Monday, November 22, 2010

Jimmy Johnson is NOT an Athlete & Driving a Car is NOT a Sport

Really? Pressing an accelerator and turning a steering wheel require athletic ability? Seriously? I think NOT.

I'm not sure what to call racing. But I know what not to call it -- a sport. The word sport makes me think of athletes. And athletes are those with an unusual strength, endurance, flexibility, etc; & sometimes speed, quickness (not the same as speed), & accuracy. None of these things are required to win a car race. Now, I imagine that some car racers do possess some of these abilities in some measure. In other words, there may be athletic race car drivers. . . , and golfers, and bowlers, etc. But to say that those who drive cars, swing clubs and roll balls professionally are by definition athletes is just absurd.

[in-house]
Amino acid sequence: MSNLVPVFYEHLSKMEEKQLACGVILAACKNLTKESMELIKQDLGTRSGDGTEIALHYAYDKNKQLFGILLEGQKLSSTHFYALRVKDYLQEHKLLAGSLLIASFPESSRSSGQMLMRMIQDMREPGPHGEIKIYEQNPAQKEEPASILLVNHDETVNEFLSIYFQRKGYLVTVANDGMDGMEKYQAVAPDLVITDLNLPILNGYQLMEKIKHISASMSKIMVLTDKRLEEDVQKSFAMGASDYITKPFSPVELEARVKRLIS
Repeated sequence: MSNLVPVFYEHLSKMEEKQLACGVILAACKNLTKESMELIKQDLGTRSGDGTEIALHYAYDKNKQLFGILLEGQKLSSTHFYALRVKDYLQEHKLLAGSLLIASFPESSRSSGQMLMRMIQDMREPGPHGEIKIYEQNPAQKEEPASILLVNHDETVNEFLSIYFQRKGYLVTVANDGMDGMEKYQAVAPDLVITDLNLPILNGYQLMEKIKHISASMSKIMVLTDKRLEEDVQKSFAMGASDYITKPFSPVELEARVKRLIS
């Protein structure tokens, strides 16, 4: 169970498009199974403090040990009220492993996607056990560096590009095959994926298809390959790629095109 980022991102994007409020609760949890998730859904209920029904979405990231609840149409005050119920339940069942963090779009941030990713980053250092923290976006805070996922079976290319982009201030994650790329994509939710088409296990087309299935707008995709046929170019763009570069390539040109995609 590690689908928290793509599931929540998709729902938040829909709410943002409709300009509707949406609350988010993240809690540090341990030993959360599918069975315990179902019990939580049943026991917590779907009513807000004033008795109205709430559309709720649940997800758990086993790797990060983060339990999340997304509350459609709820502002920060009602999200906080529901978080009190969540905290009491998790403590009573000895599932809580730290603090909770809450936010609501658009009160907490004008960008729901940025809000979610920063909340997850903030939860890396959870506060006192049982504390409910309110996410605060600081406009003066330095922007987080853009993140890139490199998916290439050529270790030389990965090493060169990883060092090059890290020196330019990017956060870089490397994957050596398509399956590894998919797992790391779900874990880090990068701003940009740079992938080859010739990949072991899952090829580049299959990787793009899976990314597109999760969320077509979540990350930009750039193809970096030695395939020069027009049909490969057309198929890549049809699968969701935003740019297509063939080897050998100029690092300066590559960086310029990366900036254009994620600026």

I should also say that anyone who wins five consecutive championships in any major competition with his peers is worthy of our recognition. That is a noteworthy accomplishment. But to hear sportscasters talk of Johnson (& Hendrick Motor Sports) as being in the same athletic or team class as the dominant Boston Celtics and New York Yankees is a bit over the top. The Celtics and Yanks are teams of athletes that run, throw, slide, hit, catch, dive, etc. I played baseball, and basketball. And I've driven a car. Not the same sort of activities. The athletes in the ballgames have everything to do with winning and losing. In contrast, while the car driver contributes, the strength of the vehicle engine plays a massive role in the race outcome.

Don't get me wrong; I like to drive fast. I like to swing clubs at stationary balls, and to roll balls at defenseless pins. But I am under no illusion that these activities require athletic ability. To do them consistently well does require an ability, a skill. But not athletic ability. That's OK. Not everyone is an athlete. And even fewer have the gifts to be professional athletes. So let's all be happy to do well what God has given us to do well that we actually are able to do well. And let's call it what it is.

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